I ran across Vi.sualize.us a while ago in beta but never took the time to get involved in what the tool had to offer. I found a need for it today and went back to exploring what services it could offer me. You integrate Vi.sialize.us into Firefox as an extension, or a bookmark button for other browsers. You can also paste in an image link if you want to go the very manual route. Once that portion is done, you are ready to use the service.
The idea is to bookmark and share favorite pictures you find across the web, not just blog postings and web pages as usual. Usually the images themselves are the important part of the page.
Some bookmarking services off the ability to snip part of the webpage, or you could always right click and open just the image. But that leaves a nasty URL behind and limited context for the image. Vi.sualize.us adds tagging, liking, comments and sharing to the pictures you find.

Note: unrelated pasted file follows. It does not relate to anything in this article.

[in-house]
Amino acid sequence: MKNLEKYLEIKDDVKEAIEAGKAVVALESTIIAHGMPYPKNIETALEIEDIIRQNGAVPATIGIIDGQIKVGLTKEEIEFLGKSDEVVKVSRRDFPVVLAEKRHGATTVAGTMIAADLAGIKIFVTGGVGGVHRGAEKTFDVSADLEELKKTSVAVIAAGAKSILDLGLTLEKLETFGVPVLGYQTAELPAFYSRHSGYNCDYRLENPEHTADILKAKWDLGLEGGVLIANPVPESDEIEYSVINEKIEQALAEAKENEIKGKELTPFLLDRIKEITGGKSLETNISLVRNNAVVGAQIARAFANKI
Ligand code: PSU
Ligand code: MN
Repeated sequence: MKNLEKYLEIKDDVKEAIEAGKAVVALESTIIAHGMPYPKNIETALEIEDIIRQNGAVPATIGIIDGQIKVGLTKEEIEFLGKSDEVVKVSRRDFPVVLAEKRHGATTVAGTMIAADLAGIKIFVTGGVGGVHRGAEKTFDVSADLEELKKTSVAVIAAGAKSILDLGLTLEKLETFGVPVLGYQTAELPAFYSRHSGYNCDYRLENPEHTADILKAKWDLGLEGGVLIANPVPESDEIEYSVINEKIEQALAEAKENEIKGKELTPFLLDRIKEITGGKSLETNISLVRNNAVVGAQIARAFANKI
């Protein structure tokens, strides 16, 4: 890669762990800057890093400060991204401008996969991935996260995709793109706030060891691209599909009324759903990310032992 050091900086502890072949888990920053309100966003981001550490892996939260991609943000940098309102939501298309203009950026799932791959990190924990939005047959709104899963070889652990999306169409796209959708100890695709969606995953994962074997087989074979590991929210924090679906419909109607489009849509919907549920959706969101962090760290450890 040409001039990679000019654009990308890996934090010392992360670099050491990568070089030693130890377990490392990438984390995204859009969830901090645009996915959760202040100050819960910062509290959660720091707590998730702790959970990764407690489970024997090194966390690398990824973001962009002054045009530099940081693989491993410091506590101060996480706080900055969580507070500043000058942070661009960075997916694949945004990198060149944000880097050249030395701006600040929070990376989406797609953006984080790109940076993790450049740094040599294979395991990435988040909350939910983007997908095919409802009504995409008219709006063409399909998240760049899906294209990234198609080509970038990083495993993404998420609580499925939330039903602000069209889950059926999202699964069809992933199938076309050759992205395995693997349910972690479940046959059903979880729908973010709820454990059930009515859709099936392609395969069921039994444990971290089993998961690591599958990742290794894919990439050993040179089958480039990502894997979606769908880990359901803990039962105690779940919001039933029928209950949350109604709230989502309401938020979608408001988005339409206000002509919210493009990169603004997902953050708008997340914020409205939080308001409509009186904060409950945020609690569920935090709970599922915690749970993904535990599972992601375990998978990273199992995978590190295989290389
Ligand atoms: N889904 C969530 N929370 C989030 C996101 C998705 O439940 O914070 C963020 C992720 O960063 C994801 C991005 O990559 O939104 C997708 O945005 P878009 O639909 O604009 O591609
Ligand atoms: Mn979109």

They have navigation for your images, most recent and the most popular on the site. They offer tags to watch and the most used overall. RSS feeds exist for public, personal and individual picture images. So enough of the UI description, how about the experience.
Sharing an image on the site was limited, no Twitter integration, but did have Facebook, StumbleUpon, Digg and email. You can like any image on the site and keep it private or share it to your stream. The original source of the picture is always accredited right below te picture with a link to the posting it was found. This is great for the creator or owner of the images and source verification for copyright. I also noticed that they built in a filter, with the default of on for safe images. I presume unsafe means NSFW.
The images on the site itself ran the entire spectrum from signs to abstract. I found the most benefit in tagging and grabbing images for use in future postings, links or other production as the copyright or Creative Commons rights would allow. I can now quickly save and tag images instead of goofy bookmarks and searches, shrinking down my time to find and share.
I will run it for a while and see how often I go back. That becomes the thermometer for any new tool. If I fold it into my daily workflow, I will add the image feed to m normal social streams.